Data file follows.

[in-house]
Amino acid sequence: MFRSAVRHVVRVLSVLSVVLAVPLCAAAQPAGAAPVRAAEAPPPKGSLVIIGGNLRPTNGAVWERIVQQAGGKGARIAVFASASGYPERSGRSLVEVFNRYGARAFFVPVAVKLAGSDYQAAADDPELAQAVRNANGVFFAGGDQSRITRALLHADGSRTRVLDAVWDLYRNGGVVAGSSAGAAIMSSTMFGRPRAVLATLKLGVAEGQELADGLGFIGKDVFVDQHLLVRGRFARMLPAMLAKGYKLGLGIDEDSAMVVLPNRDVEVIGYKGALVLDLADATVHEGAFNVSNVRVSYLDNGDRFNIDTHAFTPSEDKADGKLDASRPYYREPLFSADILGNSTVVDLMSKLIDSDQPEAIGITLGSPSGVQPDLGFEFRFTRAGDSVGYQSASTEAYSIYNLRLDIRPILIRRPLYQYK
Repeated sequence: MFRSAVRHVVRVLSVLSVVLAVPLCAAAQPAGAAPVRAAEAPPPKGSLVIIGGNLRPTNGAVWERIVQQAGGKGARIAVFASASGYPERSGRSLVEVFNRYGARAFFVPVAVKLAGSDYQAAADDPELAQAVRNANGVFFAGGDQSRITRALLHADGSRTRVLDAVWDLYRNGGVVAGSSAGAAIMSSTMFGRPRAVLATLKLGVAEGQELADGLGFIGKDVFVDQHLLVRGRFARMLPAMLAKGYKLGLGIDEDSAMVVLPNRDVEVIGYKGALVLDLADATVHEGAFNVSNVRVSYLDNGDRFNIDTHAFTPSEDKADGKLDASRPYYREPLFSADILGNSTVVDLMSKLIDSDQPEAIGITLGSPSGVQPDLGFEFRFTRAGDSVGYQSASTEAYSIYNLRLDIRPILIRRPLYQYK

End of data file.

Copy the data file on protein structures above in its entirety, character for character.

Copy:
[in-house]
Amino acid sequence: MFRSAVRHVVRVLSVLSVVLAVPLCAAAQPAGAAPVRAAEAPPPKGSLVIIGGNLRPTNGAVWERIVQQAGGKGARIAVFASASGYPERSGRSLVEVFNRYGARAFFVPVAVKLAGSDYQAAADDPELAQAVRNANGVFFAGGDQSRITRALLHADGSRTRVLDAVWDLYRNGGVVAGSSAGAAIMSSTMFGRPRAVLATLKLGVAEGQELADGLGFIGKDVFVDQHLLVRGRFARMLPAMLAKGYKLGLGIDEDSAMVVLPNRDVEVIGYKGALVLDLADATVHEGAFNVSNVRVSYLDNGDRFNIDTHAFTPSEDKADGKLDASRPYYREPLFSADILGNSTVVDLMSKLIDSDQPEAIGITLGSPSGVQPDLGFEFRFTRAGDSVGYQSASTEAYSIYNLRLDIRPILIRRPLYQYK
Repeated sequence: MFRSAVRHVVRVLSVLSVVLAVPLCAAAQPAGAAPVRAAEAPPPKGSLVIIGGNLRPTNGAVWERIVQQAGGKGARIAVFASASGYPERSGRSLVEVFNRYGARAFFVPVAVKLAGSDYQAAADDPELAQAVRNANGVFFAGGDQSRITRALLHADGSRTRVLDAVWDLYRNGGVVAGSSAGAAIMSSTMFGRPRAVLATLKLGVAEGQELADGLGFIGKDVFVDQHLLVRGRFARMLPAMLAKGYKLGLGIDEDSAMVVLPNRDVEVIGYKGALVLDLADATVHEGAFNVSNVRVSYLDNGDRFNIDTHAFTPSEDKADGKLDASRPYYREPLFSADILGNSTVVDLMSKLIDSDQPEAIGITLGSPSGVQPDLGFEFRFTRAGDSVGYQSASTEAYSIYNLRLDIRPILIRRPLYQYK